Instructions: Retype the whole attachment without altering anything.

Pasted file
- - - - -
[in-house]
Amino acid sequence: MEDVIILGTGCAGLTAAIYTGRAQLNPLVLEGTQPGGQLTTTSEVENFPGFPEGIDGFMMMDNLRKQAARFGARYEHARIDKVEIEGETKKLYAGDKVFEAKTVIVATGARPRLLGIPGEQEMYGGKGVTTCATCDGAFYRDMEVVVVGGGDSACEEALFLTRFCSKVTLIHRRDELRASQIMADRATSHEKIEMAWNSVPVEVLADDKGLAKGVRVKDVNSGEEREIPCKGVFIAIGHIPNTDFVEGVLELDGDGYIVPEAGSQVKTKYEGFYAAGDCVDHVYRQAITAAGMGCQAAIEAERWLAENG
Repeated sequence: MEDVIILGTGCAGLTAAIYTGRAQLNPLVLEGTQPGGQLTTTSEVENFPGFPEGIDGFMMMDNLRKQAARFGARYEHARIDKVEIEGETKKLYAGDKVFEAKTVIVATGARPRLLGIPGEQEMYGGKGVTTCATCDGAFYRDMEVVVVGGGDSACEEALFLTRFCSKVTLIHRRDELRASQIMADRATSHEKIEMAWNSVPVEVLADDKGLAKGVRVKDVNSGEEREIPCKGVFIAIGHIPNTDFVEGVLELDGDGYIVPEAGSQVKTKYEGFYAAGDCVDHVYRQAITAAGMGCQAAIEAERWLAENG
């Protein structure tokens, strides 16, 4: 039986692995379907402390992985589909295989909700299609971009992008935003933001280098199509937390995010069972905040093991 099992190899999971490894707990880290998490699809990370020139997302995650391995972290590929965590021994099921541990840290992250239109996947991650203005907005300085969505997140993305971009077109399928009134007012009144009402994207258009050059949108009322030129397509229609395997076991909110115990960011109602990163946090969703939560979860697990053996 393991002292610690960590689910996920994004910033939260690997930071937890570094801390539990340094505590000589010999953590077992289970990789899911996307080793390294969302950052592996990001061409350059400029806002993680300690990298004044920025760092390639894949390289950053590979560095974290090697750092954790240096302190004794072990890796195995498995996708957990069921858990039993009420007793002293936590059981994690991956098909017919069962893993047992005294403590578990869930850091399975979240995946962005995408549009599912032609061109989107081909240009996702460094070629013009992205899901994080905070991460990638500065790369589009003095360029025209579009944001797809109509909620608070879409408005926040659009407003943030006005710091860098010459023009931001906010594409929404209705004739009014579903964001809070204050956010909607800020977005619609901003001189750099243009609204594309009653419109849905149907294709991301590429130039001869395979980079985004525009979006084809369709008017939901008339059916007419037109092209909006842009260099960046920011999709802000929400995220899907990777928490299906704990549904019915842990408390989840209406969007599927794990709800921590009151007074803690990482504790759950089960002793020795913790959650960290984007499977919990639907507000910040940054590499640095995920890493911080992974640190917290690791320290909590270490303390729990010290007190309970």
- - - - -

[in-house]
Amino acid sequence: MEDVIILGTGCAGLTAAIYTGRAQLNPLVLEGTQPGGQLTTTSEVENFPGFPEGIDGFMMMDNLRKQAARFGARYEHARIDKVEIEGETKKLYAGDKVFEAKTVIVATGARPRLLGIPGEQEMYGGKGVTTCATCDGAFYRDMEVVVVGGGDSACEEALFLTRFCSKVTLIHRRDELRASQIMADRATSHEKIEMAWNSVPVEVLADDKGLAKGVRVKDVNSGEEREIPCKGVFIAIGHIPNTDFVEGVLELDGDGYIVPEAGSQVKTKYEGFYAAGDCVDHVYRQAITAAGMGCQAAIEAERWLAENG
Repeated sequence: MEDVIILGTGCAGLTAAIYTGRAQLNPLVLEGTQPGGQLTTTSEVENFPGFPEGIDGFMMMDNLRKQAARFGARYEHARIDKVEIEGETKKLYAGDKVFEAKTVIVATGARPRLLGIPGEQEMYGGKGVTTCATCDGAFYRDMEVVVVGGGDSACEEALFLTRFCSKVTLIHRRDELRASQIMADRATSHEKIEMAWNSVPVEVLADDKGLAKGVRVKDVNSGEEREIPCKGVFIAIGHIPNTDFVEGVLELDGDGYIVPEAGSQVKTKYEGFYAAGDCVDHVYRQAITAAGMGCQAAIEAERWLAENG
């Protein structure tokens, strides 16, 4: 039986692995379907402390992985589909295989909700299609971009992008935003933001280098199509937390995010069972905040093991 099992190899999971490894707990880290998490699809990370020139997302995650391995972290590929965590021994099921541990840290992250239109996947991650203005907005300085969505997140993305971009077109399928009134007012009144009402994207258009050059949108009322030129397509229609395997076991909110115990960011109602990163946090969703939560979860697990053996 393991002292610690960590689910996920994004910033939260690997930071937890570094801390539990340094505590000589010999953590077992289970990789899911996307080793390294969302950052592996990001061409350059400029806002993680300690990298004044920025760092390639894949390289950053590979560095974290090697750092954790240096302190004794072990890796195995498995996708957990069921858990039993009420007793002293936590059981994690991956098909017919069962893993047992005294403590578990869930850091399975979240995946962005995408549009599912032609061109989107081909240009996702460094070629013009992205899901994080905070991460990638500065790369589009003095360029025209579009944001797809109509909620608070879409408005926040659009407003943030006005710091860098010459023009931001906010594409929404209705004739009014579903964001809070204050956010909607800020977005619609901003001189750099243009609204594309009653419109849905149907294709991301590429130039001869395979980079985004525009979006084809369709008017939901008339059916007419037109092209909006842009260099960046920011999709802000929400995220899907990777928490299906704990549904019915842990408390989840209406969007599927794990709800921590009151007074803690990482504790759950089960002793020795913790959650960290984007499977919990639907507000910040940054590499640095995920890493911080992974640190917290690791320290909590270490303390729990010290007190309970």